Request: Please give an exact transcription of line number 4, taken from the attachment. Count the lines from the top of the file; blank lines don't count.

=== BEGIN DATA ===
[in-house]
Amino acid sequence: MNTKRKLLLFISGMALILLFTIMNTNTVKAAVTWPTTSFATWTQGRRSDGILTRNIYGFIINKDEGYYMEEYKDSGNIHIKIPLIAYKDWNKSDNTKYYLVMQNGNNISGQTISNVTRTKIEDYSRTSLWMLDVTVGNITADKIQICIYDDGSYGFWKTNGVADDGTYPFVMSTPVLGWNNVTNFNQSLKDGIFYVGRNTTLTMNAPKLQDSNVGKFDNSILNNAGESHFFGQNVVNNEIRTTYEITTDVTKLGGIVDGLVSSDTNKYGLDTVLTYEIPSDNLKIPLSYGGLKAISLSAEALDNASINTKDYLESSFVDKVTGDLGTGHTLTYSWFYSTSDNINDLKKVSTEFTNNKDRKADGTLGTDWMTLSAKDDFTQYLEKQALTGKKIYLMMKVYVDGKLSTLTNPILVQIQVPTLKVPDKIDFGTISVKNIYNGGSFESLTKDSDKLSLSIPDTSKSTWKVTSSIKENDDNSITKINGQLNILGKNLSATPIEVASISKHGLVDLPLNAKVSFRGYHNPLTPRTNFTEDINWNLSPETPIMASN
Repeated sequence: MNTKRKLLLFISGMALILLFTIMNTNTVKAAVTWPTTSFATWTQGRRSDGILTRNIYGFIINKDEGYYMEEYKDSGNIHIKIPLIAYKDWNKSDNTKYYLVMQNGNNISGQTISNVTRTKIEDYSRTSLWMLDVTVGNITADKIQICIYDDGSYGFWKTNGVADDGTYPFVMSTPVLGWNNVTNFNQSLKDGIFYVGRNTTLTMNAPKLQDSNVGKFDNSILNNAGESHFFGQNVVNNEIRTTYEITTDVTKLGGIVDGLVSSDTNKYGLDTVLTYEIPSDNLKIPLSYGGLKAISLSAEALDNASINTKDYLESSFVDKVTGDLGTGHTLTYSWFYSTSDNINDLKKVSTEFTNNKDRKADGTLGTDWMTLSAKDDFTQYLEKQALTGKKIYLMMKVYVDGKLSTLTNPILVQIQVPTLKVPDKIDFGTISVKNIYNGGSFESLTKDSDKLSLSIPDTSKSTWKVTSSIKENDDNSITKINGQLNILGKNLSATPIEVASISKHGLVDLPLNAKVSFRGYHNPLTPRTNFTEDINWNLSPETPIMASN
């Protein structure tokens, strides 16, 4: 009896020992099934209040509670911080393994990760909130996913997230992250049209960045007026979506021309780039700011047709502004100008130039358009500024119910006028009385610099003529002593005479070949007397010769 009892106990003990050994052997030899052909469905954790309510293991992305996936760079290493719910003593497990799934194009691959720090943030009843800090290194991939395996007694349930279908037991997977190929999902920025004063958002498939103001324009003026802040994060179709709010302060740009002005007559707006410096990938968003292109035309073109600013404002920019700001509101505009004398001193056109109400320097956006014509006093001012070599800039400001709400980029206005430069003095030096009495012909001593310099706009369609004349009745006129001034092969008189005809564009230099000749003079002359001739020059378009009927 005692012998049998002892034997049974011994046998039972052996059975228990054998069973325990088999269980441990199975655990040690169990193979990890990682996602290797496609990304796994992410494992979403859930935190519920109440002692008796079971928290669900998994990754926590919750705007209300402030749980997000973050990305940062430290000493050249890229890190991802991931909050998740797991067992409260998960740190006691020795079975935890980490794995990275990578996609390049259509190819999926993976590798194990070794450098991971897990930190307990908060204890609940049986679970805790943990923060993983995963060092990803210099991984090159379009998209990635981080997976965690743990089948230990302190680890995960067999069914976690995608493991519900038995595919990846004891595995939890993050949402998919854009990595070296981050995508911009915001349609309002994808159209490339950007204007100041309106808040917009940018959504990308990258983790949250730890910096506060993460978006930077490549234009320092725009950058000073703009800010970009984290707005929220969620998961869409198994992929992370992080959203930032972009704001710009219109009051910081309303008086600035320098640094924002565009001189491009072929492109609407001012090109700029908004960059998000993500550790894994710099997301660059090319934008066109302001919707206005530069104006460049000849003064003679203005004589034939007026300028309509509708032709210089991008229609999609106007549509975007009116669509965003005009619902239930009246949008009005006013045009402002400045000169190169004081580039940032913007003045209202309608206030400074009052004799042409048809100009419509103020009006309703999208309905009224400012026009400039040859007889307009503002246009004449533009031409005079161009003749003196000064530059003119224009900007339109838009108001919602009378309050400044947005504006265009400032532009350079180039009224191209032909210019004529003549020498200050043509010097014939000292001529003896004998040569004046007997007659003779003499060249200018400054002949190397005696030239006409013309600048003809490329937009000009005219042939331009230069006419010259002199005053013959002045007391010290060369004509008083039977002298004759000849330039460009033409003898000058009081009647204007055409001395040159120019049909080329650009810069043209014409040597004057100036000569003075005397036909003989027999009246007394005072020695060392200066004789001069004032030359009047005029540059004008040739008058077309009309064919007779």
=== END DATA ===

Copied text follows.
């Protein structure tokens, strides 16, 4: 009896020992099934209040509670911080393994990760909130996913997230992250049209960045007026979506021309780039700011047709502004100008130039358009500024119910006028009385610099003529002593005479070949007397010769 009892106990003990050994052997030899052909469905954790309510293991992305996936760079290493719910003593497990799934194009691959720090943030009843800090290194991939395996007694349930279908037991997977190929999902920025004063958002498939103001324009003026802040994060179709709010302060740009002005007559707006410096990938968003292109035309073109600013404002920019700001509101505009004398001193056109109400320097956006014509006093001012070599800039400001709400980029206005430069003095030096009495012909001593310099706009369609004349009745006129001034092969008189005809564009230099000749003079002359001739020059378009009927 005692012998049998002892034997049974011994046998039972052996059975228990054998069973325990088999269980441990199975655990040690169990193979990890990682996602290797496609990304796994992410494992979403859930935190519920109440002692008796079971928290669900998994990754926590919750705007209300402030749980997000973050990305940062430290000493050249890229890190991802991931909050998740797991067992409260998960740190006691020795079975935890980490794995990275990578996609390049259509190819999926993976590798194990070794450098991971897990930190307990908060204890609940049986679970805790943990923060993983995963060092990803210099991984090159379009998209990635981080997976965690743990089948230990302190680890995960067999069914976690995608493991519900038995595919990846004891595995939890993050949402998919854009990595070296981050995508911009915001349609309002994808159209490339950007204007100041309106808040917009940018959504990308990258983790949250730890910096506060993460978006930077490549234009320092725009950058000073703009800010970009984290707005929220969620998961869409198994992929992370992080959203930032972009704001710009219109009051910081309303008086600035320098640094924002565009001189491009072929492109609407001012090109700029908004960059998000993500550790894994710099997301660059090319934008066109302001919707206005530069104006460049000849003064003679203005004589034939007026300028309509509708032709210089991008229609999609106007549509975007009116669509965003005009619902239930009246949008009005006013045009402002400045000169190169004081580039940032913007003045209202309608206030400074009052004799042409048809100009419509103020009006309703999208309905009224400012026009400039040859007889307009503002246009004449533009031409005079161009003749003196000064530059003119224009900007339109838009108001919602009378309050400044947005504006265009400032532009350079180039009224191209032909210019004529003549020498200050043509010097014939000292001529003896004998040569004046007997007659003779003499060249200018400054002949190397005696030239006409013309600048003809490329937009000009005219042939331009230069006419010259002199005053013959002045007391010290060369004509008083039977002298004759000849330039460009033409003898000058009081009647204007055409001395040159120019049909080329650009810069043209014409040597004057100036000569003075005397036909003989027999009246007394005072020695060392200066004789001069004032030359009047005029540059004008040739008058077309009309064919007779």